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Virginia Regulatory Town Hall
Department of Behavioral Health and Developmental Services
State Board of Behavioral Health and Developmental Services
Rules and Regulations For Licensing Providers by the Department of Behavioral Health and Developmental Services [12 VAC 35 ‑ 105]
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11/26/21  12:00 pm
Commenter: john humphreys

experience as a substitute for degrees in residential settings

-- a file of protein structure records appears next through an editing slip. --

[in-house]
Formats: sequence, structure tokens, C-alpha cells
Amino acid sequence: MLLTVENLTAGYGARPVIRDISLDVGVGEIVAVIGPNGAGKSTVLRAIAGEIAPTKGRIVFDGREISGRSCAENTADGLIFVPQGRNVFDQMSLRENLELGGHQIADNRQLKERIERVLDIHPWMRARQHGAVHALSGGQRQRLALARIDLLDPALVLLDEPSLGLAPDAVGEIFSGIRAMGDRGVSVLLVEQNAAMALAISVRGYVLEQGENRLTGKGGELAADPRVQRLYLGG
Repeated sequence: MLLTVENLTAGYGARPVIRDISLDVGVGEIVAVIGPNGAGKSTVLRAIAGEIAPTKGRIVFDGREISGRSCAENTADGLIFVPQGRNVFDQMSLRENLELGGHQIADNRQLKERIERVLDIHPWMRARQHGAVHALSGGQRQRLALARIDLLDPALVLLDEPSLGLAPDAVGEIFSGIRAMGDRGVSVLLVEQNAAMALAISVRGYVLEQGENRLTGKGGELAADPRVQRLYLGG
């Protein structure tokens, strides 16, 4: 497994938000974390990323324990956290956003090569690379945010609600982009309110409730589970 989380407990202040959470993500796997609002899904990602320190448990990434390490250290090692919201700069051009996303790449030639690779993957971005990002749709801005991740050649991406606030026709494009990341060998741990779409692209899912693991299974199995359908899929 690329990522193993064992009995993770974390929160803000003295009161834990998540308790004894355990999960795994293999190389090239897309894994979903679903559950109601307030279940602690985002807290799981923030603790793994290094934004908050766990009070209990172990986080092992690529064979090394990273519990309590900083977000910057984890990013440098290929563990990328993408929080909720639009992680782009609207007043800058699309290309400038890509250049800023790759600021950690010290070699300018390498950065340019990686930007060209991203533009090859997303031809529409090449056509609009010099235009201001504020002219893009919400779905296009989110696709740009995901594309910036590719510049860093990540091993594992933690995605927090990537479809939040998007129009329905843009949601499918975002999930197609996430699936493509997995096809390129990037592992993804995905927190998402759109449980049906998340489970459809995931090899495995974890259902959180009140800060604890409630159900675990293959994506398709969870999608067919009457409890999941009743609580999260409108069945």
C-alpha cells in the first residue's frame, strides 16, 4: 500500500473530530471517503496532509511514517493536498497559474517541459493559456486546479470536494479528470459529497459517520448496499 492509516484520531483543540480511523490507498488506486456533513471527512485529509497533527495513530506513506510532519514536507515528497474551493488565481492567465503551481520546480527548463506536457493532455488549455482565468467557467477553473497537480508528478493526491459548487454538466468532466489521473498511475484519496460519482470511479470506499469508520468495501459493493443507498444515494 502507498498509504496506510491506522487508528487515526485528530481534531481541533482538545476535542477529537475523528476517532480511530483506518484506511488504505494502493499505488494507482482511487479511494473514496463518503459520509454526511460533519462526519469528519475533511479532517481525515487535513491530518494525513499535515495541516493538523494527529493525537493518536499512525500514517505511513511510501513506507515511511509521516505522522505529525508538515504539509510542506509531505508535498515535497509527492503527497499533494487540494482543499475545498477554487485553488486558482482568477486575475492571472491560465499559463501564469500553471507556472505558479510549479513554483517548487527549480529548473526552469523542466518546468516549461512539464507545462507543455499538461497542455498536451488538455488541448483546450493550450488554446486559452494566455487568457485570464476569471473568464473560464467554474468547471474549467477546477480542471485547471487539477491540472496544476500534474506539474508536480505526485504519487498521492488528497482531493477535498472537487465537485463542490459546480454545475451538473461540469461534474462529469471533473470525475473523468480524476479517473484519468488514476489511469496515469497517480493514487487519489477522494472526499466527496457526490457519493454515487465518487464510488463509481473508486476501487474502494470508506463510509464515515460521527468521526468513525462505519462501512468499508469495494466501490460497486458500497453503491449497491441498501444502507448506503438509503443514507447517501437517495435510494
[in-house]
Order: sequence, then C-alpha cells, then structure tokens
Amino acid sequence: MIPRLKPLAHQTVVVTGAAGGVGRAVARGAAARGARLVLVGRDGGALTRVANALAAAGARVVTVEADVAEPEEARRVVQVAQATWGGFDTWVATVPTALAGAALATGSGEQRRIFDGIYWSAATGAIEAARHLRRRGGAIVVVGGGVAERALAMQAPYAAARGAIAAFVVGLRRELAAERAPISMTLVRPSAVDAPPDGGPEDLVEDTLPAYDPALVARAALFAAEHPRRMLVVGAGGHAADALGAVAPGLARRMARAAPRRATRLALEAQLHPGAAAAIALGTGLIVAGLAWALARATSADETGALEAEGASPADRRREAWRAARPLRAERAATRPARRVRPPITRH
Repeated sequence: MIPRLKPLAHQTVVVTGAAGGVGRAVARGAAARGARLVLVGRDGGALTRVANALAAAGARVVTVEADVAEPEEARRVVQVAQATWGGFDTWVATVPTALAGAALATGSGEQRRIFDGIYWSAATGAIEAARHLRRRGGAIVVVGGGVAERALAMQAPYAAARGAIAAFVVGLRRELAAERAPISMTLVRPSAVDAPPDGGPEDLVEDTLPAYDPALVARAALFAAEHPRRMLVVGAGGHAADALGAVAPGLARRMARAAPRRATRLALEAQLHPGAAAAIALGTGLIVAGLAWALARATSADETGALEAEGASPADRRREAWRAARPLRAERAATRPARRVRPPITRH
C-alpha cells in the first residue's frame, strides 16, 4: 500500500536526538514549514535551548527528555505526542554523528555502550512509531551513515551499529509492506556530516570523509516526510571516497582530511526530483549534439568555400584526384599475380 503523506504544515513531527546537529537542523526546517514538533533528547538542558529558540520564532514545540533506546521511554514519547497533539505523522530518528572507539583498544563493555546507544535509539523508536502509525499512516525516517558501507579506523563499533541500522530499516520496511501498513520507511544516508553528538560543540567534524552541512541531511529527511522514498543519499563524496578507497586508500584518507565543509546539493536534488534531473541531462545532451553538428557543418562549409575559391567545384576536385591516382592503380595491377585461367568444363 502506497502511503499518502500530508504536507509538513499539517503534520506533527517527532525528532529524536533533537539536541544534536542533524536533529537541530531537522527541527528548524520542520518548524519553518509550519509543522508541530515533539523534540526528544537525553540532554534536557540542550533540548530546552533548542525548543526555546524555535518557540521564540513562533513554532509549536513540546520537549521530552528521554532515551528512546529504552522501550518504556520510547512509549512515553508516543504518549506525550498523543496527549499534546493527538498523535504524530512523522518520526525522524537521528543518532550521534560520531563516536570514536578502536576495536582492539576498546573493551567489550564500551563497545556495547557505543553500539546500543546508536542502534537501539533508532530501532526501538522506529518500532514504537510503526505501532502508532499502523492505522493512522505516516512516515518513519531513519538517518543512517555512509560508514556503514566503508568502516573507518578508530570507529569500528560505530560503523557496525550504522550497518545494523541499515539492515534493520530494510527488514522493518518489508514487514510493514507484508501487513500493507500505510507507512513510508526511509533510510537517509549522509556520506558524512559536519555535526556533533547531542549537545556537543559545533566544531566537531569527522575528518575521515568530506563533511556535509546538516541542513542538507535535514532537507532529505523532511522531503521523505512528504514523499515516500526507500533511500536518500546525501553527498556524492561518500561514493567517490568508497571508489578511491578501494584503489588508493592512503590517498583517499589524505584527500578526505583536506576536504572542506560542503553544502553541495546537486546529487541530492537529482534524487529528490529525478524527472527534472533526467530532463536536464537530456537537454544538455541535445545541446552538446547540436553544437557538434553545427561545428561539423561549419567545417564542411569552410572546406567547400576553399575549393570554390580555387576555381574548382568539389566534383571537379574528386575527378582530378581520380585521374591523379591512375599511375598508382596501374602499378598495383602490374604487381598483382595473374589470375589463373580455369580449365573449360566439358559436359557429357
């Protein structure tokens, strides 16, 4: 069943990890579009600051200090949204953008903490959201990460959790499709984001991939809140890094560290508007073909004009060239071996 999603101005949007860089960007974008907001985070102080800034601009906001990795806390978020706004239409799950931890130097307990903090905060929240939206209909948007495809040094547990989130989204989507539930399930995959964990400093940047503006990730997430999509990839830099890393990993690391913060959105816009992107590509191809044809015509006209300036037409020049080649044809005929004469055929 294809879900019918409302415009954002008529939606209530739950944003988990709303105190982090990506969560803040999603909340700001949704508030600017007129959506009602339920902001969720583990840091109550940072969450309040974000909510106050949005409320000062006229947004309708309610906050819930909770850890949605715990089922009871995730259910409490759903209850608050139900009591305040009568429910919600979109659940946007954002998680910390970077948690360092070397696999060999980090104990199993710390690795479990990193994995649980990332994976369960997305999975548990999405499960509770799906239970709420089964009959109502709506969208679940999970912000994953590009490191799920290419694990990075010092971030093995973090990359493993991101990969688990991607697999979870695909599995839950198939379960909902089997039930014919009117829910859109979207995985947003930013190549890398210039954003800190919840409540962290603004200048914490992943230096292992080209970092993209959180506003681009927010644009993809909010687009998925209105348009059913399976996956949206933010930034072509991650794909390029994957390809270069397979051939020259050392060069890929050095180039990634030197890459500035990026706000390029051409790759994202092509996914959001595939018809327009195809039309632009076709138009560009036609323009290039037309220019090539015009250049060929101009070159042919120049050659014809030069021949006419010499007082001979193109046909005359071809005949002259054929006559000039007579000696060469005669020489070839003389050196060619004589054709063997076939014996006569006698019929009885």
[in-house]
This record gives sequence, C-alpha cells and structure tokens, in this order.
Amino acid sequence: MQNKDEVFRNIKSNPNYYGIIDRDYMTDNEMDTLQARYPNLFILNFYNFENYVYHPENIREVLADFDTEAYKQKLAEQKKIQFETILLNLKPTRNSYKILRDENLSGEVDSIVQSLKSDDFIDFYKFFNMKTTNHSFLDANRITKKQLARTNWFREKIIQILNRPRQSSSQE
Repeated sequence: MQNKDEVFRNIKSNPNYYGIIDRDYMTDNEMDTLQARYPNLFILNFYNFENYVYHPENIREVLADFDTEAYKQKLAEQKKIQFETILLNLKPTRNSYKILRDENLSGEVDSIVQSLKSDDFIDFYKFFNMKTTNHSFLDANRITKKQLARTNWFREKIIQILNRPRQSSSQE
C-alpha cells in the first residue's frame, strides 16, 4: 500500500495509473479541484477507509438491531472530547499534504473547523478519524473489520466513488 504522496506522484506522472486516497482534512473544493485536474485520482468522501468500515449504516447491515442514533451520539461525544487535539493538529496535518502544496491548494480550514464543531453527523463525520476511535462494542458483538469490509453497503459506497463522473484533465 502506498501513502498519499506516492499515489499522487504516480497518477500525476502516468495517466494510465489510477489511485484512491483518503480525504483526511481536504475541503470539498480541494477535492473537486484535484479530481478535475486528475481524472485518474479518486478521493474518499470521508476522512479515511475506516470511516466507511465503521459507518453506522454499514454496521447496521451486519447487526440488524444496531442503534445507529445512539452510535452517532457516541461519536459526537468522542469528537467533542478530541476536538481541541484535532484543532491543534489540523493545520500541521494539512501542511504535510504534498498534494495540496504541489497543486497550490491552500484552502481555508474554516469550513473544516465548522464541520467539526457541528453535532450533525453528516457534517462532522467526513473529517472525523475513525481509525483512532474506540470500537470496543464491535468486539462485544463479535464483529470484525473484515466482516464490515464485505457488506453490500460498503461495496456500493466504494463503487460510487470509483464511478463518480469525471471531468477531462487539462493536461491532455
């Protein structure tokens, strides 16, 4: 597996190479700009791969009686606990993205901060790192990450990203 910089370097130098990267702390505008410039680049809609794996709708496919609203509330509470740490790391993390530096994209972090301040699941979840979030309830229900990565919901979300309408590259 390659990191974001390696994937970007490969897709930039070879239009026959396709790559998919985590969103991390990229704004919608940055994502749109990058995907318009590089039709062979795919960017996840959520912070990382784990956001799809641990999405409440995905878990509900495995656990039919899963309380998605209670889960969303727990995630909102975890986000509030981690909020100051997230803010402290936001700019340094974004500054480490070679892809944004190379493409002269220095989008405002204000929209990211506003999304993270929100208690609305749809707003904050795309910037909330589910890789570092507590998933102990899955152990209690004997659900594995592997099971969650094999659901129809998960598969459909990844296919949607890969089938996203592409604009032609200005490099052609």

12 VAC 35 – 105 – 590 – C7; 12 VAC 35 – 107 – 160-C7 and 12 VAC 35 – 108 – 120-C7 All include the phrase "experience may be substituted for the educational requirement"-this phrase and its prior equivalents have been an extremely problematic inclusion in the regulations for many years, which has been addressed in repeated comments by this writer and more recently expressed as a concern by other regulatory commenters; however, the regulatory inclusions listed above represent the 1st substantive change in this regulatory concern that I am aware of after all these years. Unfortunately, the change is insufficient, counterproductive and creates new unintended concerns: 1st – the change fails to address any of the concerns, possible benefits and negative impacts of this inclusion which have been addressed repeatedly and are reposted below. 2nd – the primary difference of the recent change is removal of the QDD/IDP title association within the section, which is counterproductive both for the regulations protects for individuals served and in addressing the concerns previously noted. By removing the association of the QDDP title from this section of the regulation it divorces the educational substitute from the knowledge, skills and abilities that are essential for providing DD/ID services/supervision, and would presumably allow more generalized experience which neither serves the intent of the regulation nor the health, safety and welfare of the individual served. This is also counterproductive for individuals who wish to employ the educational substitute for their career advancement as in addition to the concerns noted below, it reduces their ability to provide a recognizable, accepted and germane addition to the alphabet soup post sign off on any official documentation, which the regulators appear to value so highly. 3rd – the recent change, perhaps inadvertently (perhaps not), would exclude a registered nurse who is in good standing with the Commonwealth but used one of several other avenues (besides a bachelor’s degree) to obtain their registered nursing certificate from automatic qualification. Given the dedication to care, knowledge, skills and abilities necessary for obtaining a registered nursing qualification, whether they have a bachelor’s degree are not these individuals should surely not be excluded as they currently are due to the change.